Retailers could drive more conversions by targeting their customers with personalised content, new research suggests.

According to a study commissioned by Engage Hub, 90 per cent of consumers have opted out of communications with retailers during the last year.

Almost half of these said it was because they felt they received too many messages from brands.

However, 46 per cent said they would be more encouraged to click through to purchase if promotional offers were tailored to their tastes and preferences.

The timing of a communication was also a decisive factor for 18 per cent, while a similar proportion said sending offers via their preferred means of communication could make a positive difference.

Despite this, only 21 per cent said retailers contact customers via their first-choice method, which for 62 per cent of people is email.

Social media is the second most popular choice, with 17 per cent saying this is their preferred means of being contacted.

However, there were variations among different age groups. For instance, just 11 per cent of over-65s said they prefer to be contacted via social media, compared with 26 per cent of 18 to 50-year-olds.

Some 24 per cent of people said they had unsubscribed from a retailer simply because they received too many irrelevant messages.

Similarly, 15 per cent said they had never at all been sent offers or updates that suited their likes and dislikes.

Others objected to being contacted too frequently, as 24 per cent said some retailers get in touch with them at least once a day.

Simon Brennan, Vice President of Sales in Europe at Engage Hub, commented: “Poorly targeted, spray and pray-style marketing campaigns generate the most spam complaints, and the majority of such communications remain unopened.

“This not only undermines a retailer’s spend on direct marketing ROI, but it also turns customers away, as they quickly become disengaged with a brand that doesn’t treat them as an individual.”

Mr Brennan insisted that modern marketing increasingly depends on harnessing real-time data to drive more meaningful, effective and memorable conversations with customers.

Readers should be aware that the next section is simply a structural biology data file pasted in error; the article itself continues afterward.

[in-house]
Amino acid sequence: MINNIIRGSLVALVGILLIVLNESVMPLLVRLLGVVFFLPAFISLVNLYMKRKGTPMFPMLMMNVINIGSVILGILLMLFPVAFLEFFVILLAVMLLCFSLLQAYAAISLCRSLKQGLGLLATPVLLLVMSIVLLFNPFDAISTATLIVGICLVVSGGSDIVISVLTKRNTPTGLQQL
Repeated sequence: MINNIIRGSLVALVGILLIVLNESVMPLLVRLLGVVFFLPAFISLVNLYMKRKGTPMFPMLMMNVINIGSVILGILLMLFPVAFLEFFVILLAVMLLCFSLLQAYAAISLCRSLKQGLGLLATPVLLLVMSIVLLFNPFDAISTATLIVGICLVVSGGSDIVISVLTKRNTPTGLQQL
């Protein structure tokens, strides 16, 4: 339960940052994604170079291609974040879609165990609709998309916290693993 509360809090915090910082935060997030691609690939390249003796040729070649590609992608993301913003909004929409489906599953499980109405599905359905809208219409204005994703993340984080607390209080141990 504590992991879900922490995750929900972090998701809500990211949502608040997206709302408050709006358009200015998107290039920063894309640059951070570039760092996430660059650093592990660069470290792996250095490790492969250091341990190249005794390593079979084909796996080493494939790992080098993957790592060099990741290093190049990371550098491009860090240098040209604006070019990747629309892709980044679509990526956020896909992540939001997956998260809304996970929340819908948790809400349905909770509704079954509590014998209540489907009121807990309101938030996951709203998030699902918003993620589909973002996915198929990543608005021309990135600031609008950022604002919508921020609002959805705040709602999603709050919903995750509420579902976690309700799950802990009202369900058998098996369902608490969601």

This, he stated, means retailers should be focusing on crafting highly personalised and contextual content that draws people in.

Mr Brennan went on to state that leveraging data from previous customer interactions and transactions can be “invaluable” to marketers.

Indeed, he said consolidating CRM data and marketing activity across multiple channels can help firms build a holistic view of subscribers, which will make sure people aren’t “bombarded” with irrelevant messaging.

“Messages tailored to a customer’s location alone isn’t enough,” he continued.

“Personalisation based on the whole customer profile is essential to maximise real time location-based customer engagement and marketing messages.”

Mr Brennan added that email is still the most popular method among consumers for receiving brand communications.

However, he noted that this pattern might shift, as younger people are shifting their preferences to less traditional means of communications.

He argued that this makes identifying the right channel to engage with consumers just as important as the actual content of the message.

Mr Brennan said by spotting and responding to customer preferences, brands can significantly help to build and reaffirm the customer-brand relationship “in an age when loyalty is not guaranteed”.

Most UK consumers have unsubscribed from retailer comms this year